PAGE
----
"The state's failure to act is an effective denial of this compassionate petition," Wiley said in a statement. "Our only option is to support Amendment 64, which will ensure that Coloradans 21 and older who suffer from PTSD will no longer be subject to arrest and prosecution for using marijuana to alleviate their suffering."
That includes vets like Denver's Sean Azzariti. A soft-spoken guy who usually wears a big smile, Azzariti says he suffers from debilitating anxiety that stems from two tours in Iraq with the Marines.
His assignment during both tours was base security at an airfield in Iraq -- checking non-military personnel coming and going from the base, including food vendors and janitorial crews contracted out to third-country nationals. A lot of the time, tensions were high simply due to the heightened security, and as Azzariti points out, nobody likes being hassled. Nevertheless, there was always a very real threat of danger.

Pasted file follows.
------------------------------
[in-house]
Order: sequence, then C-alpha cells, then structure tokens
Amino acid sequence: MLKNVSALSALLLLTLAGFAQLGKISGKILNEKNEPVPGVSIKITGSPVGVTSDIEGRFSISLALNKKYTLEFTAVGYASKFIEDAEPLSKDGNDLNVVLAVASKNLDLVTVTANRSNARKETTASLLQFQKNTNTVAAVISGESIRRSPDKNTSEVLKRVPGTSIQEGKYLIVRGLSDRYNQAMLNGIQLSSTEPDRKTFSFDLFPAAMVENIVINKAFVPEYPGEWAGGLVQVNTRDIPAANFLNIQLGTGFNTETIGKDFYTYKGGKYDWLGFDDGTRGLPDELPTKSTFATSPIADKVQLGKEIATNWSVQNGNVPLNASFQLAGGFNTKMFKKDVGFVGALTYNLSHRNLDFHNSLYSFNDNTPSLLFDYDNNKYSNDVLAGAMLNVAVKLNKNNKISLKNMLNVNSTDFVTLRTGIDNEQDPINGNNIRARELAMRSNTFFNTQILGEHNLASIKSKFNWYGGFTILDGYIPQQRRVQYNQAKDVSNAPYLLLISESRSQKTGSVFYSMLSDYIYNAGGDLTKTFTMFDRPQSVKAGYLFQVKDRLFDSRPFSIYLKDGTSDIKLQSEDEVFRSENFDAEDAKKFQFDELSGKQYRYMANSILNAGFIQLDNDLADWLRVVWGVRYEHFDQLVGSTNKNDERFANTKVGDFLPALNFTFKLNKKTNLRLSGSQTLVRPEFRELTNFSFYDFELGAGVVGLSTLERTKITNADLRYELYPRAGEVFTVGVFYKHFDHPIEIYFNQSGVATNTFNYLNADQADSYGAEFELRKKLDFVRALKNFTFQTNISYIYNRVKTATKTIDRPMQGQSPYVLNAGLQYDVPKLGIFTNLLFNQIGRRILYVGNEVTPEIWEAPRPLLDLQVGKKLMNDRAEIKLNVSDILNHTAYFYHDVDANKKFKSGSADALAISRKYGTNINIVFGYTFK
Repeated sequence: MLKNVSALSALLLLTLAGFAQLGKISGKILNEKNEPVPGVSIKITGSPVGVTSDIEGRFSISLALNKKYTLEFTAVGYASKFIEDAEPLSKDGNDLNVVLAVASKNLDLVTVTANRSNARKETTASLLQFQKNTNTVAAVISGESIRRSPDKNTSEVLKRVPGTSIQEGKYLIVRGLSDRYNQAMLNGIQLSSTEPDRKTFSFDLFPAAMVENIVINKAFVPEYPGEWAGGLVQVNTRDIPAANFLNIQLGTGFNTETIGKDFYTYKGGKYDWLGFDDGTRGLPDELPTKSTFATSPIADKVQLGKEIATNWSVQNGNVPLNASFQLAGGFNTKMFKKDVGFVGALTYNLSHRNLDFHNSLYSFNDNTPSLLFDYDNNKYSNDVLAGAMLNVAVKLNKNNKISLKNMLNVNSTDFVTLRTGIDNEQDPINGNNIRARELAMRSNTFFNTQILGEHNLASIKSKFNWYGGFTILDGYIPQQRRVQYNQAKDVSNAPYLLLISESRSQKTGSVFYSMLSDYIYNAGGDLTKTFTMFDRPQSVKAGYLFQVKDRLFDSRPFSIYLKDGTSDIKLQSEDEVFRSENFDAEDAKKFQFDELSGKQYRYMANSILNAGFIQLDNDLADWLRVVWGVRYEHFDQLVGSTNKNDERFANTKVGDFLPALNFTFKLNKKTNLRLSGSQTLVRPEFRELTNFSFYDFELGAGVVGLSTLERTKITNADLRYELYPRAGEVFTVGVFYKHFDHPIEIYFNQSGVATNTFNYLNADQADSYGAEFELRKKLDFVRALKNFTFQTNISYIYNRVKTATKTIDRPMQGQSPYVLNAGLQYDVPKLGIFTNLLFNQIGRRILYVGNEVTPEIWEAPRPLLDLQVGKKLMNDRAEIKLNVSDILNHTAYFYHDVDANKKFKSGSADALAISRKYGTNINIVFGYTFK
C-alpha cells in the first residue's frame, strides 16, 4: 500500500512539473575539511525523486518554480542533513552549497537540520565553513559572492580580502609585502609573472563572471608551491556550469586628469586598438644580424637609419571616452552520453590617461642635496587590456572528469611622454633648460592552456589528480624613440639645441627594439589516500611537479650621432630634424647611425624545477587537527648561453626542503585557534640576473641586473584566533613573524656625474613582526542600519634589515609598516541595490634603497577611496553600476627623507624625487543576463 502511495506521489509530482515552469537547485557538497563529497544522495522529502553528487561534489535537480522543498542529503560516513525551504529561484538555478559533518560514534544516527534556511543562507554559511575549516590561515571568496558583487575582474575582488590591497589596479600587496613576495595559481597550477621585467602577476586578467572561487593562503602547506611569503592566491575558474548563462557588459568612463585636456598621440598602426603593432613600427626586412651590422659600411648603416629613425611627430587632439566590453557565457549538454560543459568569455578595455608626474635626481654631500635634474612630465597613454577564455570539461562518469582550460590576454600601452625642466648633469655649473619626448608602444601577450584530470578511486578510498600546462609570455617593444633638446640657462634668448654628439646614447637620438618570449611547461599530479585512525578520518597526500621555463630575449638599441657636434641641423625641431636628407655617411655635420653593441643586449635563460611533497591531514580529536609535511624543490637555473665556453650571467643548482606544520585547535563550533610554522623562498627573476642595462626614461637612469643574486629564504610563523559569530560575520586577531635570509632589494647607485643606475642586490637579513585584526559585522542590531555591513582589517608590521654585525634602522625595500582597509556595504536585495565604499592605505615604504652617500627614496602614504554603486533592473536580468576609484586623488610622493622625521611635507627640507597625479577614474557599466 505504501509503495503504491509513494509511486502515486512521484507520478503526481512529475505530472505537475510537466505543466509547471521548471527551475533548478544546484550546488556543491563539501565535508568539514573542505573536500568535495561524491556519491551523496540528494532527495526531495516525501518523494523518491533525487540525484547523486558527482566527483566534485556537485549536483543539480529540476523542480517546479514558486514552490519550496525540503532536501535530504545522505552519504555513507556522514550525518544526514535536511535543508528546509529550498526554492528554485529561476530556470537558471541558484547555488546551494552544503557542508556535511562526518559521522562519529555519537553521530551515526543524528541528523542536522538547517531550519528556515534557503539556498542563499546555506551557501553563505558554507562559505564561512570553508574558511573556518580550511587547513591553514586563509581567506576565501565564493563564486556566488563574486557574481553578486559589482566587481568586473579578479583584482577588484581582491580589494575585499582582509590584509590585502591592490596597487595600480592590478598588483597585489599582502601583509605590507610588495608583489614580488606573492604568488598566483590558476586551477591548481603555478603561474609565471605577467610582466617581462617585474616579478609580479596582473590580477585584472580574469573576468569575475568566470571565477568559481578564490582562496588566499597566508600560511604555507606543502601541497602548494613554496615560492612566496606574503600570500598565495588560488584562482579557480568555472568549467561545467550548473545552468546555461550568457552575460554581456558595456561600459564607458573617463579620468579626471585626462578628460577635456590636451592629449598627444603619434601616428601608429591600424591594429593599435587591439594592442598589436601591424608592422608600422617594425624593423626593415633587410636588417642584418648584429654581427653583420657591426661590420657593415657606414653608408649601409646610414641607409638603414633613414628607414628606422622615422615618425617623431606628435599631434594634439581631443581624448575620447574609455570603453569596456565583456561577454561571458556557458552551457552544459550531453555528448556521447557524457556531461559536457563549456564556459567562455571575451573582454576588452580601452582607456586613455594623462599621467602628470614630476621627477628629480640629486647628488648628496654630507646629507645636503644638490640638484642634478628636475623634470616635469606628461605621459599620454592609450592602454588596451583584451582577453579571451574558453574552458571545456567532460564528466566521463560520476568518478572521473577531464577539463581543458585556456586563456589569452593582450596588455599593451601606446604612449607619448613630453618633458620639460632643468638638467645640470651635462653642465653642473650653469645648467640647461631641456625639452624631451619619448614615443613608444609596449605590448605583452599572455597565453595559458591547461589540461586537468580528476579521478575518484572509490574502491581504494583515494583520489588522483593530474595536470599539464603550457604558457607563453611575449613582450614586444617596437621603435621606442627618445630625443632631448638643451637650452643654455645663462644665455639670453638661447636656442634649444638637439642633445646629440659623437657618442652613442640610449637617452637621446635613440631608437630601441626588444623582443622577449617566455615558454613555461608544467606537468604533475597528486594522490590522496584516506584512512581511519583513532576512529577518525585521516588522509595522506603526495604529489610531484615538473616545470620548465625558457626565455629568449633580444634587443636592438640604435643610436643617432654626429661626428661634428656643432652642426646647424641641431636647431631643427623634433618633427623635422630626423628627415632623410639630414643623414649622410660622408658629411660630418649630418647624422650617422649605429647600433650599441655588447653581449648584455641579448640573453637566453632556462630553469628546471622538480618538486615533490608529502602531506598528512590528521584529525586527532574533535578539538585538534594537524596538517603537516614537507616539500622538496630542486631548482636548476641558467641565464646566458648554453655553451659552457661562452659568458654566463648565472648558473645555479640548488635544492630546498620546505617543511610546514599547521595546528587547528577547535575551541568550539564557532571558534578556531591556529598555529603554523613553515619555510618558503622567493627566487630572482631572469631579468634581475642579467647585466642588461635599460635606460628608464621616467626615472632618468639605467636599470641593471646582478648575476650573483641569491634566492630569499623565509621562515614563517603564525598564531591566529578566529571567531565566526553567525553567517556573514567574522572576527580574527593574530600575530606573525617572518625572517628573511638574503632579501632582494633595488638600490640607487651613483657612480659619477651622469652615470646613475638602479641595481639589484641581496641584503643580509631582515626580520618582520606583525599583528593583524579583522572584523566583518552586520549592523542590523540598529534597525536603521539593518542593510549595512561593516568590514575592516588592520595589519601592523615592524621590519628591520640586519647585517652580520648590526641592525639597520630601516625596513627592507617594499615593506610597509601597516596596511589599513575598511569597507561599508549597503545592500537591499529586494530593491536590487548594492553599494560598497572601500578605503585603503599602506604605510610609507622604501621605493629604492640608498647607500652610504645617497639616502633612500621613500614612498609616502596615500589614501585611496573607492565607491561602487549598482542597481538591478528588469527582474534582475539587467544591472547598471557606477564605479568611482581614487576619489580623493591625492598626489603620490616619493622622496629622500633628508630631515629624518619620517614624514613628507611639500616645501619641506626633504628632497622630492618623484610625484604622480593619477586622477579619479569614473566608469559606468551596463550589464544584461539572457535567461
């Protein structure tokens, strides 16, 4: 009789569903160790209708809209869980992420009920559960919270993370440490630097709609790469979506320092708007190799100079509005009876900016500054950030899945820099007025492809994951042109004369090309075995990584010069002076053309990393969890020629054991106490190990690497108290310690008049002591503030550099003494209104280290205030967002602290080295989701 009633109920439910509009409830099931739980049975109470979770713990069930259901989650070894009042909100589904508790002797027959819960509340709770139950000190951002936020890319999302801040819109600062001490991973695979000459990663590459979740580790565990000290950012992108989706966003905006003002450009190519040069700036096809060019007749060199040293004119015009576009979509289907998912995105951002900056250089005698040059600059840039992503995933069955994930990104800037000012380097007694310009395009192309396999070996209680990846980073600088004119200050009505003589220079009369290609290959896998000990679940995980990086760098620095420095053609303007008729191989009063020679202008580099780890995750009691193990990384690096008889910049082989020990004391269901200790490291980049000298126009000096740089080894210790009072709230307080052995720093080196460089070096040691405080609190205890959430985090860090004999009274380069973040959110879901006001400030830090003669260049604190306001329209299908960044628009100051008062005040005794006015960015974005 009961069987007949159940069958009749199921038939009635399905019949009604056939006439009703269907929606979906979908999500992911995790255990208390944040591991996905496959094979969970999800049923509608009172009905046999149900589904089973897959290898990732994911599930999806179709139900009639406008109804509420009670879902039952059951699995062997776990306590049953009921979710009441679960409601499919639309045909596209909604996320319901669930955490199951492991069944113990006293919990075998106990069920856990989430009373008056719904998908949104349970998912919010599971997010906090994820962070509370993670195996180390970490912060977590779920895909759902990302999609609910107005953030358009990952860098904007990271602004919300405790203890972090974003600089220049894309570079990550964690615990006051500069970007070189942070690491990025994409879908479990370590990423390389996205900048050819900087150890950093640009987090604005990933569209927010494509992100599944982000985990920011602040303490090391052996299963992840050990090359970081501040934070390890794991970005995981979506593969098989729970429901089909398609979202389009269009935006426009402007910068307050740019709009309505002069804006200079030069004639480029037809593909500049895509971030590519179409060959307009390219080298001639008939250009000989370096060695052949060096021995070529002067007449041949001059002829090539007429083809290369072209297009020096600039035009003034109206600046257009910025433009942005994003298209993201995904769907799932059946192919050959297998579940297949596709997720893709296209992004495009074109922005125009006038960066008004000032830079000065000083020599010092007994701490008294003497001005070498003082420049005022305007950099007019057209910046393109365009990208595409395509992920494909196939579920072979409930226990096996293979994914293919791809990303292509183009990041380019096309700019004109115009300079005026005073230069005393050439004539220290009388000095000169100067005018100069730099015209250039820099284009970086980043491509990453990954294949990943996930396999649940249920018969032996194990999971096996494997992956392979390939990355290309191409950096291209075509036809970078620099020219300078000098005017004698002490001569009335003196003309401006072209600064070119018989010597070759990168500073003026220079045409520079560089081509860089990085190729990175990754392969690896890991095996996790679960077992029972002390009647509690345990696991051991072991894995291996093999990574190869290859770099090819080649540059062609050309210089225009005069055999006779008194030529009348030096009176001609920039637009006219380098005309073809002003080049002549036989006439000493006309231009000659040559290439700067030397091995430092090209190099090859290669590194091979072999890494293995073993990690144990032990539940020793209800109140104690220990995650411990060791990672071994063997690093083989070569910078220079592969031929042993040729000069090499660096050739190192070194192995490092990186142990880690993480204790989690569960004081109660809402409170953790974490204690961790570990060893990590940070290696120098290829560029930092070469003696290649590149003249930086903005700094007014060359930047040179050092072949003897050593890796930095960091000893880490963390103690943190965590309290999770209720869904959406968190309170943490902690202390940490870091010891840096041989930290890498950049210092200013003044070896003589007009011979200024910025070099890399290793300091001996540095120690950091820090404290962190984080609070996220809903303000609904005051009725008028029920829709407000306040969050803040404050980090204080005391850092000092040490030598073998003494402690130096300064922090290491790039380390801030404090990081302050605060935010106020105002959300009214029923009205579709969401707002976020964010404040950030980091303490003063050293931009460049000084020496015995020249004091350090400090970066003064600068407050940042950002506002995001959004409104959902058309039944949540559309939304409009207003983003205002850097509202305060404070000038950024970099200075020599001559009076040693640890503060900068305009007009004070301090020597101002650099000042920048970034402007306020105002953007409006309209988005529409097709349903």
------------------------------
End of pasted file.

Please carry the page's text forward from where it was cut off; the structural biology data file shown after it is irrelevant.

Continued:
"You don't know what you are really dealing with. Any time you go to search someone's car, it could blow up. We had a big concrete wall about ten feet high by twenty feet wide that they would have to go park behind, and that is where we would search it. [The danger] is always looming over you, literally."
Continue to read more of our interview with veteran Sean Azzariti about PTSD and marijuana. Azzariti's base was constantly mortared, and to top it off, he says he was sleeping just a few hundred yards from the runway -- the landing zone for mortar fire directed at aircraft.
"One time when I was getting ready to go to the gym with my buddy, we were standing [a few feet from] each other when one had to have landed not fifty feet from us. Everything that was in the can we were in came flying off the shelves. Him and me looked at each other like we were the last people we were going to see alive. It was intense."
He admits that he was fortunate in that he didn't have to "be kicking in doors." Nonetheless, he now suffers from severe anxiety and panic attacks -- something he didn't quite realize until well after he was discharged.